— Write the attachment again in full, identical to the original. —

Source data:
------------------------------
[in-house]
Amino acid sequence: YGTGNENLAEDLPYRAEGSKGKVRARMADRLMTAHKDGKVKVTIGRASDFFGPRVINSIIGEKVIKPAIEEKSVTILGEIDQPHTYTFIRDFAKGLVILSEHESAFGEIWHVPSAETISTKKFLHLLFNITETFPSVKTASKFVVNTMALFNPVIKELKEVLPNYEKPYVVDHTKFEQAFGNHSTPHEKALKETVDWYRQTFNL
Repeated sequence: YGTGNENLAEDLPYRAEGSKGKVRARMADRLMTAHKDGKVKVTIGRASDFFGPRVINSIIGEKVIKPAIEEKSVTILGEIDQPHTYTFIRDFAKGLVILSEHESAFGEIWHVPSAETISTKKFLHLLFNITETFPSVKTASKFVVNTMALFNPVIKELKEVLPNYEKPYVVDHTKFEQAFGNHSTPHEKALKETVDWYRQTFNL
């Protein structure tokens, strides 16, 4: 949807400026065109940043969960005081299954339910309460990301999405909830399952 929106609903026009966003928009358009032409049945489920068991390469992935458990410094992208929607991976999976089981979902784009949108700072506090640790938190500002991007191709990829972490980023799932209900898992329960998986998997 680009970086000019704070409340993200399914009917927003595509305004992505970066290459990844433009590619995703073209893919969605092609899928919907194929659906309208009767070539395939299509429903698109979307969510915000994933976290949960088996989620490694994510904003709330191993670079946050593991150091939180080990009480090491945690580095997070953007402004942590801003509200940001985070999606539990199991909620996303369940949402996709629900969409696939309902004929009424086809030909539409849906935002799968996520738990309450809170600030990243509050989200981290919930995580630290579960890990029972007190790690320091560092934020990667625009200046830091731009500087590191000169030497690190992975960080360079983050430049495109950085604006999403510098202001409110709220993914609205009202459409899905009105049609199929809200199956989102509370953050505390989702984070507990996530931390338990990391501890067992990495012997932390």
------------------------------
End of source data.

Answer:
[in-house]
Amino acid sequence: YGTGNENLAEDLPYRAEGSKGKVRARMADRLMTAHKDGKVKVTIGRASDFFGPRVINSIIGEKVIKPAIEEKSVTILGEIDQPHTYTFIRDFAKGLVILSEHESAFGEIWHVPSAETISTKKFLHLLFNITETFPSVKTASKFVVNTMALFNPVIKELKEVLPNYEKPYVVDHTKFEQAFGNHSTPHEKALKETVDWYRQTFNL
Repeated sequence: YGTGNENLAEDLPYRAEGSKGKVRARMADRLMTAHKDGKVKVTIGRASDFFGPRVINSIIGEKVIKPAIEEKSVTILGEIDQPHTYTFIRDFAKGLVILSEHESAFGEIWHVPSAETISTKKFLHLLFNITETFPSVKTASKFVVNTMALFNPVIKELKEVLPNYEKPYVVDHTKFEQAFGNHSTPHEKALKETVDWYRQTFNL
């Protein structure tokens, strides 16, 4: 949807400026065109940043969960005081299954339910309460990301999405909830399952 929106609903026009966003928009358009032409049945489920068991390469992935458990410094992208929607991976999976089981979902784009949108700072506090640790938190500002991007191709990829972490980023799932209900898992329960998986998997 680009970086000019704070409340993200399914009917927003595509305004992505970066290459990844433009590619995703073209893919969605092609899928919907194929659906309208009767070539395939299509429903698109979307969510915000994933976290949960088996989620490694994510904003709330191993670079946050593991150091939180080990009480090491945690580095997070953007402004942590801003509200940001985070999606539990199991909620996303369940949402996709629900969409696939309902004929009424086809030909539409849906935002799968996520738990309450809170600030990243509050989200981290919930995580630290579960890990029972007190790690320091560092934020990667625009200046830091731009500087590191000169030497690190992975960080360079983050430049495109950085604006999403510098202001409110709220993914609205009202459409899905009105049609199929809200199956989102509370953050505390989702984070507990996530931390338990990391501890067992990495012997932390």